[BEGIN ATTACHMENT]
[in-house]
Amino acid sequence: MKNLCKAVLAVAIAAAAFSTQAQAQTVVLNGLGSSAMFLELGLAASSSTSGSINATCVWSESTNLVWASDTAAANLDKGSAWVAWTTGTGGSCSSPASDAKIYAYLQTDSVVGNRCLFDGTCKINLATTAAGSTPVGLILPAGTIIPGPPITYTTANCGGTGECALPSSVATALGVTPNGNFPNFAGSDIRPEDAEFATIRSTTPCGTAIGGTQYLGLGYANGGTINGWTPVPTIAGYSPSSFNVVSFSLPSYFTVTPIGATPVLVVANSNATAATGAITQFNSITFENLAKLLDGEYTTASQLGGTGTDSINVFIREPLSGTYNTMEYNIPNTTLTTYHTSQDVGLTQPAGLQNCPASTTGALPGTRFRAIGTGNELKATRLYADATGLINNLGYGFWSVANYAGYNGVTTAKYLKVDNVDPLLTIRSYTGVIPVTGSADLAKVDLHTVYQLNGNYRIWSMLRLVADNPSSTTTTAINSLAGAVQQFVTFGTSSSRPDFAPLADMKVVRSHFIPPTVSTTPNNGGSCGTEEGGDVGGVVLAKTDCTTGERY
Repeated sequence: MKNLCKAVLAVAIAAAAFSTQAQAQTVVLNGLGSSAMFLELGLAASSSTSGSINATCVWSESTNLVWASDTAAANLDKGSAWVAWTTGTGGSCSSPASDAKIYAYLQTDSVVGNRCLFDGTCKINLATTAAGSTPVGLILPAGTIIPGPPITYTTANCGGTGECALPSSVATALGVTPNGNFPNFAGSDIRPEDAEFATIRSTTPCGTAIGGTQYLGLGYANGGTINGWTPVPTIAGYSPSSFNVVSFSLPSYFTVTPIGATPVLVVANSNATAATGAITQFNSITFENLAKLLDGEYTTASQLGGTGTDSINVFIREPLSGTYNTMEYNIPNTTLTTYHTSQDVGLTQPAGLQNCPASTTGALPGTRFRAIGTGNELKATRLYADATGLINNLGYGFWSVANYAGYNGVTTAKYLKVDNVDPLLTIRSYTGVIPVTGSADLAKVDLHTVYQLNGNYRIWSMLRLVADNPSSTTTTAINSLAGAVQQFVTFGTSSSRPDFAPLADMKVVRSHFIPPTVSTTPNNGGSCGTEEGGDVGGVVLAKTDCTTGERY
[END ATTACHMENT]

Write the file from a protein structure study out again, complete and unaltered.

[in-house]
Amino acid sequence: MKNLCKAVLAVAIAAAAFSTQAQAQTVVLNGLGSSAMFLELGLAASSSTSGSINATCVWSESTNLVWASDTAAANLDKGSAWVAWTTGTGGSCSSPASDAKIYAYLQTDSVVGNRCLFDGTCKINLATTAAGSTPVGLILPAGTIIPGPPITYTTANCGGTGECALPSSVATALGVTPNGNFPNFAGSDIRPEDAEFATIRSTTPCGTAIGGTQYLGLGYANGGTINGWTPVPTIAGYSPSSFNVVSFSLPSYFTVTPIGATPVLVVANSNATAATGAITQFNSITFENLAKLLDGEYTTASQLGGTGTDSINVFIREPLSGTYNTMEYNIPNTTLTTYHTSQDVGLTQPAGLQNCPASTTGALPGTRFRAIGTGNELKATRLYADATGLINNLGYGFWSVANYAGYNGVTTAKYLKVDNVDPLLTIRSYTGVIPVTGSADLAKVDLHTVYQLNGNYRIWSMLRLVADNPSSTTTTAINSLAGAVQQFVTFGTSSSRPDFAPLADMKVVRSHFIPPTVSTTPNNGGSCGTEEGGDVGGVVLAKTDCTTGERY
Repeated sequence: MKNLCKAVLAVAIAAAAFSTQAQAQTVVLNGLGSSAMFLELGLAASSSTSGSINATCVWSESTNLVWASDTAAANLDKGSAWVAWTTGTGGSCSSPASDAKIYAYLQTDSVVGNRCLFDGTCKINLATTAAGSTPVGLILPAGTIIPGPPITYTTANCGGTGECALPSSVATALGVTPNGNFPNFAGSDIRPEDAEFATIRSTTPCGTAIGGTQYLGLGYANGGTINGWTPVPTIAGYSPSSFNVVSFSLPSYFTVTPIGATPVLVVANSNATAATGAITQFNSITFENLAKLLDGEYTTASQLGGTGTDSINVFIREPLSGTYNTMEYNIPNTTLTTYHTSQDVGLTQPAGLQNCPASTTGALPGTRFRAIGTGNELKATRLYADATGLINNLGYGFWSVANYAGYNGVTTAKYLKVDNVDPLLTIRSYTGVIPVTGSADLAKVDLHTVYQLNGNYRIWSMLRLVADNPSSTTTTAINSLAGAVQQFVTFGTSSSRPDFAPLADMKVVRSHFIPPTVSTTPNNGGSCGTEEGGDVGGVVLAKTDCTTGERY